The year 1898 was a significant one in Canadian history. In those early days of the gold rush, Yukon became a territory unto itself, a first attempt at federal alcohol prohibition was made, and a young entrepreneur by the name of George C. Goodfellow began his foray into the world of lumber.
Despite recessions and depressions, wars and technological advancements, the wholesale business that started 120 years ago in a lumber yard in Montreal has maintained its status as Canada’s largest distributor, processor and importer of specialty wood products. Goodfellow’s legacy has stood the test of time.
Since the opening of its Calgary branch 23 years ago, Goodfellow has expanded its footprint substantially. To adjust to market demands and the need for additional space, the company relocated in November 2017 to a more suitable premises with ample square footage for inventory storage. In addition to construction-related products, the wholesale distributor also carries pressure-treated lumber, glue-laminated wood beam structures, wood sidings and a complete range of plywood and specialty wood panels.
General manager of the Prairies region, Wes Clifford has been with Goodfellow since 2006 but is no stranger to the industry. “I’ve been in the wood business for more than 30 years now,” he says. “My father was in the building material industry, so I grew up in the lumber yard.”
Longevity seems to be the underlying theme at Goodfellow. Since its very beginning, it has continuously extended its product lines and adjusted to the needs of the market.
“We supply the industrial segment which includes cabinet shops, moulding manufacturers and commercial millworks shops,” says Clifford. “We also distribute to building supply outlets – RONA/Lowes, Home Hardware, to name a few.”
Although Goodfellow’s niche is flooring and siding, the company is strong in panels, lumber and composite decking. With an in-house paint shop, customers are given custom finishing options for fibre cement, engineered siding and real wood.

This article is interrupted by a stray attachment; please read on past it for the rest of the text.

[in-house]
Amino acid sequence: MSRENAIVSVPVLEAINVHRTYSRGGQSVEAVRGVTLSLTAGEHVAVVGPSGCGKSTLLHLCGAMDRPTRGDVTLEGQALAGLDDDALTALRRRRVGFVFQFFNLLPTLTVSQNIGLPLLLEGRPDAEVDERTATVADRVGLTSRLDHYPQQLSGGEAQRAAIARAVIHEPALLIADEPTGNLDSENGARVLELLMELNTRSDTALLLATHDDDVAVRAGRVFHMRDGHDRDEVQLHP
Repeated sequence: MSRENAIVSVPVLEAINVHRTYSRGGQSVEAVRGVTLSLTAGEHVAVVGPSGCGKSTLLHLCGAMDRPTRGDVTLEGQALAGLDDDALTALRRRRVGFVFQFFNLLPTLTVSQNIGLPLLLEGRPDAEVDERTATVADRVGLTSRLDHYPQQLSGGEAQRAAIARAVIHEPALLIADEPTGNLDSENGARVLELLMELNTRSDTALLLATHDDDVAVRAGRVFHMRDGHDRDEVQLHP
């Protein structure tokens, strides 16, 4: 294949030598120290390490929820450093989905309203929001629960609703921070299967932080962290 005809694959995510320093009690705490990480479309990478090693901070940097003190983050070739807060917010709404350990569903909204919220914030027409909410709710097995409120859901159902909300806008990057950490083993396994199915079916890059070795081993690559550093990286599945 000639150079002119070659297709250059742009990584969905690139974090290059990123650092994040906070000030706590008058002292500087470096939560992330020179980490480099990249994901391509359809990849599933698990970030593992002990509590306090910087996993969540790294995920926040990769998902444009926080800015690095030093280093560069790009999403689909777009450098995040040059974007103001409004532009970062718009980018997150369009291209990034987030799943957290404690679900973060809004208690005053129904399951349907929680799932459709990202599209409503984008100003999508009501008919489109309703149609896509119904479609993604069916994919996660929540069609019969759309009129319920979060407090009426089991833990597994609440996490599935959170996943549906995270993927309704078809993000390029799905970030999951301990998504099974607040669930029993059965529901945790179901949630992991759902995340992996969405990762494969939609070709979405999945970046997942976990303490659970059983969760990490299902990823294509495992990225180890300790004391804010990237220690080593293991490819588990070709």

Mike Tschumi has been with the company for 16 years and is proud of the evolution. “When I started, we were primarily just a flooring wholesaler mostly due to space restrictions,” he says. “When we moved to this site, we were able to expand our inventory. Now we stock composite decking, hardwood lumber, industrial panels and so on.”
“When we stumbled upon this location, we noticed there was a large parking lot behind the building that wasn’t being utilized,” says Clifford. “We were fortunate to be able to convert it into what is now our storage yard.”
Having room for growth means the 120-year-old company can continue to introduce new and innovative products to keep up with the demands of the market. With the ever-changing residential design trends and engineering advancements particularly in the flooring world, keeping up is more important than ever.
“Right now, demand is strong for vinyl,” says Tschumi. “It’s easy to maintain and install, and comes with a reasonable price tag. Part of the beauty of this company is that we have easy access to stock across the country. If we need to transfer something in, there are trucks running across our branches on a weekly basis.”
Convenience, flexibility and expertise are at the core of everything they do at Goodfellow. The team of 18 in the Calgary office work hard every day to prove it. With a culture of advancement and promote-from-within, the hard work is recognized and rewarded.
“We have a really strong team, from operations and administration to sales and management,” says Clifford. “It’s a close-knit group of people who genuinely want to see others succeed. A lot of our employees have been with us for 10-plus years.”
It’s safe to say the company culture plays a large part in Goodfellow’s ability to ride out stormy weather. The team as a whole is focused on the overarching business goals and the success of the company. And likewise, the company is dedicated to setting its people up for role development and career growth.
With roots going back to 1898, Goodfellow has learned a bit along the way. It takes resilience and a willingness to change to weather more than a century. Showing no signs of slowing down, the industry-leading wood specialist is trailblazing into the next 120 years.